Ndumiso Phungula loves soccer. He described himself as a former “number one” player whose dreams faded after a serious injury that left him in a wheelchair.
“That is where my life changed,” he told Health-e News, recalling how he fell when trying to perform a bicycle kick. “I saw my future fading right in front of me and could not do anything about it.”
Phungula spent almost three years in and out of hospital, only to discover that he would never walk again. He is now paraplegic, which means he cannot move his legs and feet.
Still, the 26-year-old from uMsinga in KwaZulu-Natal would not give up on his love for the beautiful game, and found another way to be on the pitch.
“Since I am a person who loves soccer and have passion for it, I then discovered that even in my condition I can still perform in soccer, that is where I started to develop coaching skills,” he said.
Success on the pitch
Today, Phungula can be found wheeling up and down the side lines coaching other players.
“I coached big teams in my community which plays big tournaments like Ferry Brothers Football Club and Thulisa Football Club and also assisted in many teams giving players advice,” he said proudly.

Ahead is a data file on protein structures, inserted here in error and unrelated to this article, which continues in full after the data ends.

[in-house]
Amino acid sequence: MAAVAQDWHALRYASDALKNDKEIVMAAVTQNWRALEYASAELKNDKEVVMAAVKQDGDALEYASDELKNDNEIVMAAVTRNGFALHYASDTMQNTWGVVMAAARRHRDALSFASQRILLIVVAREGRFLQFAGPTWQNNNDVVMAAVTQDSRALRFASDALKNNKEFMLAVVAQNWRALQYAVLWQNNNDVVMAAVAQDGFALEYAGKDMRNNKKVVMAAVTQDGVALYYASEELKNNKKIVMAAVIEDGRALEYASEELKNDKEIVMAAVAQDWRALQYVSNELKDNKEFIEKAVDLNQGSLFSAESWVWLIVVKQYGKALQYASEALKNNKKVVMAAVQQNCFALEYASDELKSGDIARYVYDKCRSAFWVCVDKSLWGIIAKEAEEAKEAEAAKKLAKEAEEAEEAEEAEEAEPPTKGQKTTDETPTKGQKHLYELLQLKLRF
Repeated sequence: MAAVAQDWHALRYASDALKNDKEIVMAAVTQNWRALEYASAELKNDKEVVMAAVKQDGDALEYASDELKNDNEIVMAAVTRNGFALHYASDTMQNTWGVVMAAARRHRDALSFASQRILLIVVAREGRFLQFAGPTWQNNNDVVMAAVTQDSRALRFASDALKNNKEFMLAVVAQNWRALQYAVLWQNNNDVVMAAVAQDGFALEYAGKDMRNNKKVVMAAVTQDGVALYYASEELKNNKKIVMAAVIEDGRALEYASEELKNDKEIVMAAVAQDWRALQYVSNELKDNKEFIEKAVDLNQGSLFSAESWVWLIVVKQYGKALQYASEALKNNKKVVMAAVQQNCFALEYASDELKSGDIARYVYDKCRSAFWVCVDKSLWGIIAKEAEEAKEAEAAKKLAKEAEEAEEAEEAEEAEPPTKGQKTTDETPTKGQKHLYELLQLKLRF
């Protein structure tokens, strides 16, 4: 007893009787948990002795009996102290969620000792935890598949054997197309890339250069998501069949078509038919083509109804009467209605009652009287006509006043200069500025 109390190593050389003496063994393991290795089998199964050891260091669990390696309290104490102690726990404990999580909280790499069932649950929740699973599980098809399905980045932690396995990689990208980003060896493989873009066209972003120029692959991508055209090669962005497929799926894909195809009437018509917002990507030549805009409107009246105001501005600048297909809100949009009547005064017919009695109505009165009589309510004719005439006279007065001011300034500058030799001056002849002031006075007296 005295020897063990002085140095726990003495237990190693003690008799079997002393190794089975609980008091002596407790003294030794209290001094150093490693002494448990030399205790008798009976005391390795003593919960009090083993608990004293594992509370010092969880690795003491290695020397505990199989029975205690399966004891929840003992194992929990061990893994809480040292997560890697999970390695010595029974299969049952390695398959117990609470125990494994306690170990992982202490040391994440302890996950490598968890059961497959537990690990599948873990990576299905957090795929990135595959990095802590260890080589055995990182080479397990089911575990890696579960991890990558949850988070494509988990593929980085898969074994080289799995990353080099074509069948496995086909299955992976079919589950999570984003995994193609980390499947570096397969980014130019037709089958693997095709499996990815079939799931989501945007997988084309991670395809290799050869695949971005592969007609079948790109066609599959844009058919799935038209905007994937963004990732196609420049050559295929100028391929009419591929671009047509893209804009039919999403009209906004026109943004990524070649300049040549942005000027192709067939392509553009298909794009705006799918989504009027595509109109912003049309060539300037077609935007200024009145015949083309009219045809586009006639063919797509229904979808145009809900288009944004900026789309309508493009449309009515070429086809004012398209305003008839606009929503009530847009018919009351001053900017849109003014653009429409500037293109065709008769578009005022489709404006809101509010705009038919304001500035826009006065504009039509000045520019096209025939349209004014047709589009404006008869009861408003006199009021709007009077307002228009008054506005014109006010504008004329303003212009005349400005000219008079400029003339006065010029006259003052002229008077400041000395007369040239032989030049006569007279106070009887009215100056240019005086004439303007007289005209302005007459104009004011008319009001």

From this success Phungula decided to start his own club, Carnabus FC, which he says is doing “wonders in the field.” Last year, Carnubus FC finished 3rd in the Ilenge Football Association Annual Tournament in uMsinga Ward 1.
“Some people in the crowd are always surprised when they see my team performing and they could not believe that it is couched by a man who is in a wheelchair,” says the man also known as Mqeqeshi.
Building a coaching career
This local success has inspired Phungula to take up coaching professionally. He is studying towards a D License at the South African Football Association Coaching Education Programme. He further plans to rise to the C level and ultimately become an A Licensed coach. Next, he says, will be the Level Three Professional License.
Despite this determination, Phungula’s wheelchair is still a hindrance. The old-fashioned manual chair he has makes it difficult to reach the grounds where his team plays.
That is why he is appealing for assistance to buy a motorised chair.
“This kind of a wheelchair will help me a lot because I will be able to drive myself around especially when I am in the soccer field coaching or at the game,” he said.
“And there will be no one who will be always behind me pushing me whenever I want to go,” he adds. “As you know, when you are a coach you always have to run around especially during the game to motivate the boys.”
Driven by his sheer willpower, with his coaching certificates and a motorised chair, Phungula is still determined to be a star on the pitch, even if he can’t play anymore.
“My future plans is to see myself becoming a well-known coach who has all coaching certificates and also to see the boys that I am coaching developing to the next level,” he said.
Anyone who is willing to help Ndumiso Phungula can reach him on 071 387 8436 or search him on Facebook as Ndumiso Ngcongo (Giggs).—Health-e News